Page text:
This is a feature of Shoutcast’s RadioManager that is not always used by broadcasters. And yet the smart box option is a good alternative/excellent compliment to the music boxes for composing your music schedule. What are the reasons for this? Everything is explained in this article.
To classify your music titles, especially by genre, there are of course the music boxes. They are the basis of all music programming on Shoutcast’s RadioManager. Indeed, they allow you to arrange the titles according to the criteria chosen by the programmer (style or musical period, rhythm etc…) and to organize them according to the rotation rules in the clocks.
But there are also smart boxes. These boxes are filled automatically according to the filters assigned to them.
Would you like to create a smart box that collects all the titles that include the word “Christmas” in the title? (to make a special Christmas programming). All you have to do is create a smart box and choose the word Christmas in the title. Like here :
Even better. The smart box option is here to make it easier for you to work on your antenna design without having to compose each of your music boxes in a sometimes tedious way.
Let’s take a radio station whose titles are distributed in different boxes according to a classic rotation method mentioned in a recent article (supertops, tops, recurring hots etc…).
The programmer wishes to further refine his programming and thus improve his on-air identity by adding a second rotation criterion, that of the emotion that a title can convey, for example. The objective is simple: to avoid, for example, having two sad titles in a row on the air.
We therefore have two types of requirements: the category of the title (recurring, top, gold etc…) and the emotion generated by the title (happy, sad, cool etc…). The objective will be to mix them skillfully. How do you do it?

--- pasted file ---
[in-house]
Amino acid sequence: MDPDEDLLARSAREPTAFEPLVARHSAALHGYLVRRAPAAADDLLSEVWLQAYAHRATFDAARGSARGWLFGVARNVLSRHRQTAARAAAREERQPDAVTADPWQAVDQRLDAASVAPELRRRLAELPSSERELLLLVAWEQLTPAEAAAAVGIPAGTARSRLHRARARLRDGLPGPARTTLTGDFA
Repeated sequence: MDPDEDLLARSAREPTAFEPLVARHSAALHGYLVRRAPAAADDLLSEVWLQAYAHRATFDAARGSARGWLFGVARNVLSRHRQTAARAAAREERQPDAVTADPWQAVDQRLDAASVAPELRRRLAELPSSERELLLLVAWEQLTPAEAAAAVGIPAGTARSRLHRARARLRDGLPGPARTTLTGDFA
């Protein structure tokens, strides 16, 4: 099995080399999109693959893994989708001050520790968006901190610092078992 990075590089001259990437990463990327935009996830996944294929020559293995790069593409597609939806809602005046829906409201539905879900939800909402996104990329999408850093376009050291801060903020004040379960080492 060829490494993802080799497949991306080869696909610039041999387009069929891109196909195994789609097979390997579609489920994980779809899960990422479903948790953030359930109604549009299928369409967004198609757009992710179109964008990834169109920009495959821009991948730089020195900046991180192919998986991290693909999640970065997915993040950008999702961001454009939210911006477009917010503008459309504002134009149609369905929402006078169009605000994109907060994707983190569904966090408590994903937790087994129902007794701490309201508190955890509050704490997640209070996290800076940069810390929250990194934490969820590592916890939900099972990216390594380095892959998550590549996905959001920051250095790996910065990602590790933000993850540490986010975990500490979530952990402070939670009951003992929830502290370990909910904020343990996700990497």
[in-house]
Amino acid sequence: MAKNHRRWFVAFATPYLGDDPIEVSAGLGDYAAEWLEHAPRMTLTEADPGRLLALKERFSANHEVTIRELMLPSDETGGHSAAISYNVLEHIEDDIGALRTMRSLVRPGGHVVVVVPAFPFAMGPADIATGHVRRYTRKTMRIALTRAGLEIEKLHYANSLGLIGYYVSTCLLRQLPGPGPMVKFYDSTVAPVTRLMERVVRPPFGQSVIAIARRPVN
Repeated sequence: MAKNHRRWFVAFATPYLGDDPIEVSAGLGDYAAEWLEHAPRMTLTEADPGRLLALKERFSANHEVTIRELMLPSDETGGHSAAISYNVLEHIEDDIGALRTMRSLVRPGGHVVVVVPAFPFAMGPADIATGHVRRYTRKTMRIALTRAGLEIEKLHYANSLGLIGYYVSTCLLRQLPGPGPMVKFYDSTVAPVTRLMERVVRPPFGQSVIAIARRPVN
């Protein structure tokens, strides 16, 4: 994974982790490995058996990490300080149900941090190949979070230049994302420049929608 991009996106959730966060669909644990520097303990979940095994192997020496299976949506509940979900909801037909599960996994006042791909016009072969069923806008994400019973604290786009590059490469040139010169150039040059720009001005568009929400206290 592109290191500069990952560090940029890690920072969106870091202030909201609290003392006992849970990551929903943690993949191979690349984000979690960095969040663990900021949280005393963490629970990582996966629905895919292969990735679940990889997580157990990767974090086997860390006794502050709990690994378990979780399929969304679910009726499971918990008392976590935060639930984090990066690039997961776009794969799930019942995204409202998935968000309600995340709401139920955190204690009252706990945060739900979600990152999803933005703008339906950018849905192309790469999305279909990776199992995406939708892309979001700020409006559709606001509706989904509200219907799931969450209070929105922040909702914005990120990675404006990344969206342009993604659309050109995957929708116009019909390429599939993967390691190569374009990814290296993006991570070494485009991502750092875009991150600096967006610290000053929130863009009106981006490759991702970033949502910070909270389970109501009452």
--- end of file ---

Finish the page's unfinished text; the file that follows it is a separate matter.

First of all by tagging each of your tracks with the emotion you want to associate to it. Here, as an example, we chose the tag Sad for Back to Black by Amy Winehouse.
Then by composing smart boxes that mix your two requirements.
Here is an example to better understand.
Let’s imagine that you have three music boxes: Top Hits, recurrent and golds.
Then let’s imagine that you’ve tagged your tracks according to three “emotion” criteria: Happy, sad and cool.
From the three basic boxes, you’ll be able to create a total of nine smart boxes in just a few minutes.
How do we do this?
Each time you create a smart box, you just need to assign a tag and a box:
Example for the smart box Top Sad :
In this smart box you will find all the tracks from the Top Hits box that have been “tagged” Sad.
It’s up to you to compose your clocks with the nine smart boxes to have a very refined schedule that not only respects your rotation rules between Golds, recurring and Top Hits but also between Sad, Happy and Cool.
Of course, you could have created nine music boxes in the first place, without using the smart boxes. But that would ” fix ” your constraint system from the start. This would force you to redo all your boxes as soon as you want to change your requirements. Whereas with smart boxes you can easily compose “virtual” boxes according to different criteria (you can add as many as you want) without needing to fill them up like classical music boxes.
This gives the scheduler real flexibility to refine its on-air sound.